Here are 2 projections of what could happen in the Friday evening - Saturday time frame:

  • GFS - Depicts a deepening system headed to the Great Lakes with a negatively tilted, trailing front which would bring the biggest risk of severe weather to VA and points north.

  • ECMWF - Storm follows a track just south of the Great Lakes to the NE US.  This scenario has more cold air behind it.
We will need to keep an eye on the situation this weekend.  Another update will occur as we get closer to the event.

Saturday, April 9, 2011

Spring Bowling Ball ready to strike Central NC-Southern VA

WeatherBell Analytics Meteorologist Joe Bastardi introduced me to a term that best describes a cut-off pool of cold air caught in a low pressure system which is a frequent occurence in Spring, especially during La Nina years.  These systems bring sharply colder temperatures and strong to severe storms as they roll through. Joe calls them "Bowling Balls".

The current bowling ball brought thunderstorms last night then highs in the mid to upper 50's, 20 degrees colder than yesterday.  Now the system is about to hit us from its backside with strong to severe thunderstorms along its warm front!  Take note of the systems comma shape.
Bowling Ball system is cutoff from the jet stream
Source: Univ of Wisconsin SSEC

Thunderstorms early in the evening will feature areas of heavy rain.  Later tonight those in the paths of the frontal storms may see high winds, risk of downpours,hail, and tornadoes.  One storm near Charlotte, NC is showing tornado characteristics.

Current Radar shows the severe thunderstorms in SW NC and areas of moderate to heavy rain/thunder moving through Central NC and Southern VA.  Fortunately Richmond appears to be too deep in the cool pool to get more than rain.  The whole bowling ball is moving SE.
National Weather Service Radar shows storm system
moving SE.  I am concerned about the "tail" on the south and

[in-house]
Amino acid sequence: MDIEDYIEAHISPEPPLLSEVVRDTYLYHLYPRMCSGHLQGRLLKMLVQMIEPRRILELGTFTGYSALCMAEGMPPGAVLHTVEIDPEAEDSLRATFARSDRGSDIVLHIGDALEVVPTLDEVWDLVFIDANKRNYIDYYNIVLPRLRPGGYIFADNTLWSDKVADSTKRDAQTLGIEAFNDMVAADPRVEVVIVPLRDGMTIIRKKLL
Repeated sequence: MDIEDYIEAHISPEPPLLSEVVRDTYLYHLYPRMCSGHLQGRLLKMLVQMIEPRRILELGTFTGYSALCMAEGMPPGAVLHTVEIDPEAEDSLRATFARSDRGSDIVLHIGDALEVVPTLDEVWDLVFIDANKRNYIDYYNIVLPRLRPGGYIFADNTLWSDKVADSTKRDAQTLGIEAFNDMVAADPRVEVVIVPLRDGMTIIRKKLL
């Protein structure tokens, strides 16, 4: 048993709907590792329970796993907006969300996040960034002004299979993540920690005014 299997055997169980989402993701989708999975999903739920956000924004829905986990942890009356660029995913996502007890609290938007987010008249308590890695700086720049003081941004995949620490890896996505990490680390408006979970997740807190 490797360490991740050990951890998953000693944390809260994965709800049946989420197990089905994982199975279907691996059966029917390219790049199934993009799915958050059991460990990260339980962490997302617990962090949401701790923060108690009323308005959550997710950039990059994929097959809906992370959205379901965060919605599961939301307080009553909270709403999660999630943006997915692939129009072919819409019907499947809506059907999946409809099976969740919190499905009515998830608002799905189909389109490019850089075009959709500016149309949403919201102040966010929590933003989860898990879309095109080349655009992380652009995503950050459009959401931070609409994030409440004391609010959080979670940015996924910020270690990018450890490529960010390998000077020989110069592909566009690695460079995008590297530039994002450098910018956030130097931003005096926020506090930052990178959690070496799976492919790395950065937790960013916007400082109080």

rear quadrants.  Those areas are experiencing severe weather.
I will send a general alert later this evening if the severe quadrant becomes likely to affect the Triangle/NC or the Richmond area.

Monday, April 4, 2011

Super high SOI signalling dramatic weather ahead?

The Southern Oscillation Index is based on the difference in surface pressure between Darwin, AU and Tahiti related to the tendency up or down.  Negative numbers and/or falling tendency signals a progressive (west to east) weather pattern.  In this case the index soared to 74, the highest I have seen, signaling an amplified (north-south) and often a blocked pattern.  The chart below shows that this occurred on April 1st. 
SOI soars to 74 on April 1st
Data Source: The Long Paddock
Computer models are showing no specific events today here in Central NC and VA on April 14-15.  This is not a surprise as models have been simply terrible through this La Nina episode.  I think that the GFS shows an interesting intense storm in the Plains that would be a headline maker if its true.
April 14 GFS - Very cold airmass dominates the east.
Count the number of sub 1000mb storms on the map!

One clue that the cold air mass affecting the east beginning at the middle of this month has a lot of merit is the strong warming event in the Stratosphere advancing from Siberia to the Pole.  Such an event acts like a plunger pushing arctic air into the middle latitudes.  Unfortunately cold air surging into the the typical gyrations of spring further south is a recipe for severe storms, frosts, and freezes.
Sudden Stratospheric Warming (SSW) advances toward the Pole.
Source: NOAA Climatic Prediction Center

So, interesting days lie ahead.  You can definitely that I will be paying close attention to weather developments and will keep you informed.